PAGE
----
Then, the Hopkins admissions department informed me that they were awarding me a scholarship that almost covered my first year's tuition (the hand of Mrs. Price, perhaps?). Now, it was starting to look like it might be feasible - I'd have to work part-time jobs (I had two of them at that time), but I'd missed a few meals in my day and I wasn't necessarily daunted by the starving student experience.
Then came the clincher: as part of the enrollment process, I had applied for a grant under President Eisenhower's National Defense Student Loan Program, which provided funds for students majoring in defense related - i.e. STEM - fields. The Cold War was intensifying at that time, and Ike wanted scientists and engineers. The program offered a very low interest rate, and a ten-year payback period at simple interest. They gave me the loan.
Suddenly, I was off to college.
It wasn't long before the wisdom of Mrs. Price's guidance really soaked into my developing intellect. I was walking from the parking lot on the campus to my first class one day, talking with my friend and classmate, and we passed by a group of men who were digging a deep ditch. Suddenly, I knew why I was in college. She was right - I had been given a gift that could take me to wonderful places. I decided then and there that I preferred to make my living with my brain rather than my back, and however decent and honorable their work was - just as decent and honorable as mine - I had been given an option they didn't have: an education.
One of the most memorable days of my life was when I wrote that last check to pay off the federal student loan. I still have the canceled check.
I suppose a memory of 50 years can't be trusted completely, but in later years I began to wonder how well - if at all - I'd expressed my gratitude to Mrs. Price. Not only did she believe in me; encourage me; and help me - she actually browbeat me into making one of the most important and rewarding decisions of my life. I'd like to believe I said "thanks" often enough and sincerely enough, but I've always felt I might have done better.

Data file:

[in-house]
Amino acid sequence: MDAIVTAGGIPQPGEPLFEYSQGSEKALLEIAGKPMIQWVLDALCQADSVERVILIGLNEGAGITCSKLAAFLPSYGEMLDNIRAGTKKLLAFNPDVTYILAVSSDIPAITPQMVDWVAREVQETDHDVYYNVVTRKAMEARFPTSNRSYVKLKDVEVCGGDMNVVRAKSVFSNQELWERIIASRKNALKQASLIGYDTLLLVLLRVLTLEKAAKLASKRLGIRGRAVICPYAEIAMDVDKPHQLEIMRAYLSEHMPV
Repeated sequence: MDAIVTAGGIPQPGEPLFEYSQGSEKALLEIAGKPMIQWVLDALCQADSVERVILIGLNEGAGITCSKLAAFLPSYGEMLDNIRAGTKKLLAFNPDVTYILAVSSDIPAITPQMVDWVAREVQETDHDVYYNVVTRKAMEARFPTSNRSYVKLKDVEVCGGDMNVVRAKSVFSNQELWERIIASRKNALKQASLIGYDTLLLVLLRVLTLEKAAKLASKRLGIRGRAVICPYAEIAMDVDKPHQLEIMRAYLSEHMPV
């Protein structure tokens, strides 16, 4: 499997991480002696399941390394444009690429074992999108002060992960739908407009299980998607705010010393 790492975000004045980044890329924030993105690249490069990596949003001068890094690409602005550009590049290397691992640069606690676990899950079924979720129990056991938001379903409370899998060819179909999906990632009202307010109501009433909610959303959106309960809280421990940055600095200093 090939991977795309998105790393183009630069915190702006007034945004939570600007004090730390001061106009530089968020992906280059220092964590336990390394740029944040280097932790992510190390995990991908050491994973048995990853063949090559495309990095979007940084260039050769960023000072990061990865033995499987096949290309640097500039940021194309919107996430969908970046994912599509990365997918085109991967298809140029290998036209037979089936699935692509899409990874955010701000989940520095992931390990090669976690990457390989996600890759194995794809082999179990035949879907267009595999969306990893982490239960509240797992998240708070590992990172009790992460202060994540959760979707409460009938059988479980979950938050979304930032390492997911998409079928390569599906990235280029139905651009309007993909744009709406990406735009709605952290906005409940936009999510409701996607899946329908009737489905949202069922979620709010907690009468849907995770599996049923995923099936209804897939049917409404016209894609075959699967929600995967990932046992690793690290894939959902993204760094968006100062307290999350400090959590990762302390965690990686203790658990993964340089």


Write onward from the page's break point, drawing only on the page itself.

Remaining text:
Some years ago, as I mused on the experience for the umpteenth time, it occurred to me: "Maybe I could locate Mrs. Price. Maybe she's still living in Westminster, or maybe somebody will know where she went. I could go back there and visit her, maybe take her and her husband to lunch or dinner, bring her a gift, and really let her know how much I appreciate what she had done for me."
So, I began to search online for clues about where she might be. I soon discovered her obituary, published in the Baltimore Sun and dated October 8, 2001.
I suppose the lesson for me in this story - or one of the lessons - is this: If you love someone; if you appreciate them; if you're grateful to them - tell them now. One day it will be too late.
Well . . . anyway . . . Mrs. Price, wherever you are - Thank You.
Your grateful student,
Karl Albrecht, Ph.D.
Dr. Karl Albrecht is an executive management consultant, coach, futurist, lecturer, and author of more than 20 books on professional achievement, organizational performance, and business strategy. He is listed as one of the Top 100 Thought Leaders in business on the topic of leadership.
He is a recognized expert on cognitive styles and the development of advanced thinking skills. His books Social Intelligence: The New Science of Success, Practical Intelligence: The Art and Science of Common Sense, and his Mindex Thinking Style Profile are used in business and education.
The Mensa society presented him with its lifetime achievement award, for significant contributions by a member to the understanding of intelligence.
Originally a physicist, and having served as a military intelligence officer and business executive, he now consults, lectures, and writes about whatever he thinks would be fun.